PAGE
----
Live and Invest Overseas, led by Kathleen Peddicord, has released their ranking of the best places to buy real estate overseas in 2017. The top four ranked destinations reside in Portugal and Colombia, while other places on the list include the Dominican Republic, Mexico, Brazil and Cape Verde in Africa.
“Our best places to buy real estate overseas list is part of a new series of New Year rankings that the editors of Live and Invest Overseas have put together,” said Kathleen Peddicord, author and publisher of Live and Invest Overseas. “For this list, we’ve uncovered the best – and in some cases, very unexpected – places for real estate investment in 2017.”
Here is the firm’s top six locations to buy real estate outside of the United States in 2017.
Ranked number one on the list is Algarve, Portugal, which is the home to some of Europe’s greatest bargains in real estate. Known for its Mediterranean beaches, Algarve’s coastal property comes with prices that are now discounted further for buyers with U.S. dollars to spend. Also, thanks to restriction of coastal construction, this property will surely maintain its value long term.
Leverage is possible for foreign buyers and the average cost in the Algarve is 118 euros per square foot. At today’s current exchange rate, that computes to $125 per square foot…a 25% currency discount from 2014 prices in U.S. dollar terms.
Coming in second, Lisbon, Portugal is a large area made up of a variety of neighborhoods, each with its own unique look, feel, and character. Each neighborhood is interesting as both a location for a short-term tourist rental or a long-term rental for the local market.
Though this city hasn’t been a considerably elite tourist destination in the past compared to other European capitals, Lisbon is changing rapidly and has much to offer its visitors. Compared with other West European capitals, Lisbon generally offers better weather and property prices, along with a lower cost of living.
Per-square-foot prices in Lisbon range from a low of 182 euros ($193) to as much as 638 euros ($676). This means a 538-square-foot apartment in one of the lowest-cost neighborhoods could sell for 75,000 euros ($78,000). In comparison to an apartment of the same size in Chiado, the Lisbon location would be four times cheaper.
Like Algarve, given the current strength of the U.S. dollar against the euro, dollar holders have the ability to capitalize on as much as a 25 percent currency discount from 2014 prices. Some areas of Lisbon have seen appreciation of as much as 20 percent in the last year. Areas outside the “best” neighborhoods are more optimum to look at for a greater value.
Third on the Live and Invest Overseas’ list is Cali, Colombia. Cali is one of the fastest-growing tourist markets in Colombia and its property values are considered a global bargain. The U.S. dollar is at a record high against the Colombian peso, making this undervalued market irresistible.
In the prime areas of Cali (strata 5 to 6), depending on the age of the unit, the price-per-square foot can range from 139,354 to 464,515 Colombian pesos ($47 to $158). For older units, between 10 and 20 years old, investors should expect to spend between 139,354 to 232,258 Colombian pesos ($47 to $79).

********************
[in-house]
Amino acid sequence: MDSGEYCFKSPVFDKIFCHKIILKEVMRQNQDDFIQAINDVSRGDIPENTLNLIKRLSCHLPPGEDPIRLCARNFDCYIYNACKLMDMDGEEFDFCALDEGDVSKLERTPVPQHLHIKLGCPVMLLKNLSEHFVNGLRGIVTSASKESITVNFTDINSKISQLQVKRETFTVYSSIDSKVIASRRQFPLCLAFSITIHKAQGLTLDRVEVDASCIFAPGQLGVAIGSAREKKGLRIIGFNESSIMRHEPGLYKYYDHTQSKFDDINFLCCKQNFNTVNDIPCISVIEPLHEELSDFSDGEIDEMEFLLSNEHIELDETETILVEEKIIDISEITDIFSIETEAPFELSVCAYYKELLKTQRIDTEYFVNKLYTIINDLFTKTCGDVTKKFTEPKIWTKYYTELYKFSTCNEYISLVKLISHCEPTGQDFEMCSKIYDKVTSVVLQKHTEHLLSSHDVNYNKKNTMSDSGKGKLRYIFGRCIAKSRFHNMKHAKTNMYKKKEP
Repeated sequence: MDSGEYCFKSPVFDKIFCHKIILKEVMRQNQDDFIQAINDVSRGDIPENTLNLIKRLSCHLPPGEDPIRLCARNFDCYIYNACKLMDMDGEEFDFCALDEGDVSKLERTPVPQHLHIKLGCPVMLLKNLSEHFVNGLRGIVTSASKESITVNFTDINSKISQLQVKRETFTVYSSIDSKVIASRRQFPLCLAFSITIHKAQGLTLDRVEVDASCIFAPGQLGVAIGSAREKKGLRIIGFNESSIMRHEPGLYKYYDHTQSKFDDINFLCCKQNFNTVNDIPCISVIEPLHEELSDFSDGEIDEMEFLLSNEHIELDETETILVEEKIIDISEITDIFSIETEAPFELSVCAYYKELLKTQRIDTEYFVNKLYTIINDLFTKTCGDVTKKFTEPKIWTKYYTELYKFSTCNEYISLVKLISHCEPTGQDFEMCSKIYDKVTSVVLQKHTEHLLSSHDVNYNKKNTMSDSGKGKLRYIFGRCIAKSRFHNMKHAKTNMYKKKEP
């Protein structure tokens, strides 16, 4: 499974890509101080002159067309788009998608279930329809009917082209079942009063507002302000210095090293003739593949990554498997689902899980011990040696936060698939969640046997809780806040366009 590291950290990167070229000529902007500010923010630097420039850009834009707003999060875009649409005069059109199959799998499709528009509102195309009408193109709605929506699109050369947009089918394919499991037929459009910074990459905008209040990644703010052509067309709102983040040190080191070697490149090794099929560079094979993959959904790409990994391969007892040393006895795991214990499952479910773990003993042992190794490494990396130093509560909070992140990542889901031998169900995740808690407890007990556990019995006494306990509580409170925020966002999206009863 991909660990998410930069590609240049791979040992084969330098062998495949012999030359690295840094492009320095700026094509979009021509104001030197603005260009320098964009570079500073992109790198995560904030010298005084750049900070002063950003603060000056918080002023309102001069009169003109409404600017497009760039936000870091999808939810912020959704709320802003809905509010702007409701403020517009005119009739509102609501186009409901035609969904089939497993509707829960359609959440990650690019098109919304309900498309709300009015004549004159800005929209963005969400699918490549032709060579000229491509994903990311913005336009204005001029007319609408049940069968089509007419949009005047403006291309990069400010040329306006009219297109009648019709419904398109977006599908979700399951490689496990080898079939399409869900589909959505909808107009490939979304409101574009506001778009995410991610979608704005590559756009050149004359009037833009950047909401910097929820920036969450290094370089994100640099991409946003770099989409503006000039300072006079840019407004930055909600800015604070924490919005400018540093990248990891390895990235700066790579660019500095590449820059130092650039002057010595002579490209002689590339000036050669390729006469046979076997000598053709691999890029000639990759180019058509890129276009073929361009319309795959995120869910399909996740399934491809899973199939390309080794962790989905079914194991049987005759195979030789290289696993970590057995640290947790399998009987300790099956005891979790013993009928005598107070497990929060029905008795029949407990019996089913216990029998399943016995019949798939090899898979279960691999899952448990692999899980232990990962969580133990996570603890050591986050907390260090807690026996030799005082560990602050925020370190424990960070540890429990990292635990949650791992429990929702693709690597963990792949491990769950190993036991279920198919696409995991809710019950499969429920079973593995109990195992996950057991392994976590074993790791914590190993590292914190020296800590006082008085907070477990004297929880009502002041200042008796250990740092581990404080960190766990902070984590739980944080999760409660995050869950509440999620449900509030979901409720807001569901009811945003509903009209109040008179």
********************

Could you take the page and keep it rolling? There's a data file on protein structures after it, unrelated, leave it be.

For newer units (less than 10 years old), price per square foot can range from 232,258 pesos to 325,161 pesos ($79 to $111). For new upscale luxury projects, the price will range from 325,161 to 464,515 pesos ($111 to $158).
Ranked fourth on the list, Bogota, Colombia is prime location for Latin American business, meaning it’s a strong business traveler rental market. Because Bogota is Colombia’s most popular tourism destination, international travel to Bogota is increasing, which means their tourist rental market is only growing.
In the principle areas of Bogota (strata 5 to 6), the price per square foot, depending on the age of the unit, will range from 464,515 to 1 million Colombian pesos ($47 to $340). While older units range from 464,515 to 836,128 pesos ($47 to $284), newer construction units in the most exclusive areas can go from 836,128 to 1 million pesos.
Las Terrenas, Dominican Republic
Ranked fifth on the list is Las Terrenas, Dominican Republic. Las Terrenas is more accessible than ever and the cost of its Caribbean real estate is a bargain compared with the rest of the region. Numbers of both international and domestic tourists in this coastal town are multiplying, which means the expanding of rental demand–and that foreigners can finance.
Depending on proximity to the water, prices range from as little as $93 per square foot to a high of $232 (right on the beach), which means a one-bedroom apartment costing as little as $100,000.
Playa del Carmen, Mexico
?Following Las Terrenas on the list is Playa del Carmen, Mexico, another market with an increasing rental demand due to numbers of both foreign and domestic tourists being better than ever. Although Playa del Carmen’s property prices aren’t outstandingly cheap, the yields are strong and the coastal resort town’s average occupancy rates are as high as 80 percent per year, above the regional average.
Playa del Carmen, Mexico Real estate is traded in U.S. dollars in Playa, but expenses as a rental owner are in pesos. This offers a great advantage, as the Mexican peso, like the Colombian peso, is at an all-time low against the U.S. dollar. As the fastest-growing city in Latin America, Playa enjoys an active resale market, which is a crucial advantage upon the decision to liquidate.
For properties located closest to the beach and 5th Avenue, the average price per square foot in Playa del Carmen is over $279. It is possible to find units for just under $186 per square foot further away from the beach, however, it will not command the highest rental rates.
For more overseas real estate recommendations, visit www.liveandinvestoverseas.com.